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Erik Jacobson

Table representations of functions allow students to compare rows as well as values in the same row.

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S. Asli Özgün-Koca, Michael Todd Edwards and Michael Meagher

The Spaghetti Sine Curves activity, which uses GeoGebra applets to enhance student learning, illustrates how technology supports effective use of physical materials.

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Amy F. Hillen and LuAnn Malik

A card-sorting task can help students extend their understanding of functions and functional relationships.

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Michael J. Bossé and Kwaku Adu-Gyamfi

A geometry course for teachers—easily adaptable to a high school geometry class—integrates technology, reasoning, communication, collaboration, reading, writing, and multiple representations.

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Beth Cory and Ken W. Smith

Through these calculus activities, students reach an understanding of the formal limit concept in a way that enables them to construct the formal symbolic definition on their own.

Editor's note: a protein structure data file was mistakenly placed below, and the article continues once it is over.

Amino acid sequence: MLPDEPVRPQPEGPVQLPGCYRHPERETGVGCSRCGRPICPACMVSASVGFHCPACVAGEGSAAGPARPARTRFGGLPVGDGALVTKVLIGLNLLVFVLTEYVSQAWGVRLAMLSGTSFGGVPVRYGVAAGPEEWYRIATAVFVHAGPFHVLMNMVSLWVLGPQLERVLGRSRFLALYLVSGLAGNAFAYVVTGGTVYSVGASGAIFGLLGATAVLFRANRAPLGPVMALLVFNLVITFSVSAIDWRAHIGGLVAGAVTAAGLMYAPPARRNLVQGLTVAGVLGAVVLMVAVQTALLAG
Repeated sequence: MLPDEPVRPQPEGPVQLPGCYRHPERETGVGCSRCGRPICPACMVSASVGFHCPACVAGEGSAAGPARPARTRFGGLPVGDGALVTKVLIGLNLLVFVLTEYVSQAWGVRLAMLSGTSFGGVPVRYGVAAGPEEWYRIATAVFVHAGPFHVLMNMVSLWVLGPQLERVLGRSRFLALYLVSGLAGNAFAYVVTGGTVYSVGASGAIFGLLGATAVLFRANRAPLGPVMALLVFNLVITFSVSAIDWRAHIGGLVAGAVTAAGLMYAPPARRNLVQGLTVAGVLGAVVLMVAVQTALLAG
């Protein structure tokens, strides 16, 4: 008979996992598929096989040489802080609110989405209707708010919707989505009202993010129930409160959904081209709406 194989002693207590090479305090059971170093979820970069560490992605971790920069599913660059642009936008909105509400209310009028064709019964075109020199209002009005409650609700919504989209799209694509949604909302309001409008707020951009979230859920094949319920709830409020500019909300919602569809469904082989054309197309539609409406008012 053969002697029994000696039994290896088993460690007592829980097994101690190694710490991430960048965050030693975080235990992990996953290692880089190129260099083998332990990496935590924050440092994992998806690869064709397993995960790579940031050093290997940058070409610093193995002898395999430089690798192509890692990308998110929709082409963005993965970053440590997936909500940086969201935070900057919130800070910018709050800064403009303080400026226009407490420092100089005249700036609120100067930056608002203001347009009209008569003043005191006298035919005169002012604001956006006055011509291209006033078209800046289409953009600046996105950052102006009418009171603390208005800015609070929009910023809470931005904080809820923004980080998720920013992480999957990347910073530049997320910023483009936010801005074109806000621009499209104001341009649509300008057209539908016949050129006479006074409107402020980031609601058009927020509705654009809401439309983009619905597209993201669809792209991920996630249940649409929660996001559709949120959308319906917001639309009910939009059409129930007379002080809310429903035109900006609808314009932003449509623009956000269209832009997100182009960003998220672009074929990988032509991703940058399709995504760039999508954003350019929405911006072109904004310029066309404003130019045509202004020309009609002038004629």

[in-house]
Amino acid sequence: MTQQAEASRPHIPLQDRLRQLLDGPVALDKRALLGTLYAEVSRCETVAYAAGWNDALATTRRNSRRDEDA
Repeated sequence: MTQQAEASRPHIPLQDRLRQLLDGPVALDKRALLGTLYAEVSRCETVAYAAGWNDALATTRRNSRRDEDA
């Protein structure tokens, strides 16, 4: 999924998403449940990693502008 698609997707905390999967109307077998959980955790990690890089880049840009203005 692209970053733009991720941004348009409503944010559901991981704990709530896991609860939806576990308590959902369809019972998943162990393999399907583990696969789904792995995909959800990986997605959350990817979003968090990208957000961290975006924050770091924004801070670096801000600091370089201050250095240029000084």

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Carol J. Bell

Reasoning and Proof is one of the process standards set forth in NCTM's principles and standards for school mathematics (2000).

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Mark W. Ellis and Janet L. Bryson

Sitting in the back of Ms. Corey's sixthgrade mathematics class, I enjoyed seeing students enthusiastically demonstrate their understanding of absolute value. On the giant number line on the classroom floor, they counted the steps that they needed to take to get back to zero. The old definition of absolute value of a number as its distance from zero—learned by students and teachers of the previous generation—has long ago been replaced with this algebraic statement: |x| = x if x ≤ 0 or − x if x < 0. The absolute value learning objective in high school mathematics requires students to solve far more complex absolute value equations and inequalities. However, I cannot remember students attacking the task with enthusiasm or having any understanding beyond “make the inside positive.”